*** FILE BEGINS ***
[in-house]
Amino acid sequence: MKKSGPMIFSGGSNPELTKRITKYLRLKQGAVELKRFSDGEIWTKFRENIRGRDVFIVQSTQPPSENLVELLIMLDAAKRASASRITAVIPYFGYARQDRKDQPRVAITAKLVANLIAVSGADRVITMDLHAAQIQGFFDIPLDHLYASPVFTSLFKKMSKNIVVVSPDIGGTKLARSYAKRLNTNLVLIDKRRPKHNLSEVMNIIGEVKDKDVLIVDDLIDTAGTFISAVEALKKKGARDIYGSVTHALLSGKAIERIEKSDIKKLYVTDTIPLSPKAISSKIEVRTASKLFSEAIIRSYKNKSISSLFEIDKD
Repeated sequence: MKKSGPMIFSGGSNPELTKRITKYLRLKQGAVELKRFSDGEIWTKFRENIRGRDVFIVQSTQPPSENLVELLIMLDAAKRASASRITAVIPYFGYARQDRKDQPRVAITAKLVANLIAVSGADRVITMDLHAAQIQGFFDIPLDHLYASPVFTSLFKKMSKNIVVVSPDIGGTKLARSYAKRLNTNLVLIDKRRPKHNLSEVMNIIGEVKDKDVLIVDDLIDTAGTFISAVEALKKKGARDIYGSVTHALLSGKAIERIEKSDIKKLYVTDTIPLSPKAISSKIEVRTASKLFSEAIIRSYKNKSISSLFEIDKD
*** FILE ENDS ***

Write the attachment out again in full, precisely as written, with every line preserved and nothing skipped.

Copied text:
[in-house]
Amino acid sequence: MKKSGPMIFSGGSNPELTKRITKYLRLKQGAVELKRFSDGEIWTKFRENIRGRDVFIVQSTQPPSENLVELLIMLDAAKRASASRITAVIPYFGYARQDRKDQPRVAITAKLVANLIAVSGADRVITMDLHAAQIQGFFDIPLDHLYASPVFTSLFKKMSKNIVVVSPDIGGTKLARSYAKRLNTNLVLIDKRRPKHNLSEVMNIIGEVKDKDVLIVDDLIDTAGTFISAVEALKKKGARDIYGSVTHALLSGKAIERIEKSDIKKLYVTDTIPLSPKAISSKIEVRTASKLFSEAIIRSYKNKSISSLFEIDKD
Repeated sequence: MKKSGPMIFSGGSNPELTKRITKYLRLKQGAVELKRFSDGEIWTKFRENIRGRDVFIVQSTQPPSENLVELLIMLDAAKRASASRITAVIPYFGYARQDRKDQPRVAITAKLVANLIAVSGADRVITMDLHAAQIQGFFDIPLDHLYASPVFTSLFKKMSKNIVVVSPDIGGTKLARSYAKRLNTNLVLIDKRRPKHNLSEVMNIIGEVKDKDVLIVDDLIDTAGTFISAVEALKKKGARDIYGSVTHALLSGKAIERIEKSDIKKLYVTDTIPLSPKAISSKIEVRTASKLFSEAIIRSYKNKSISSLFEIDKD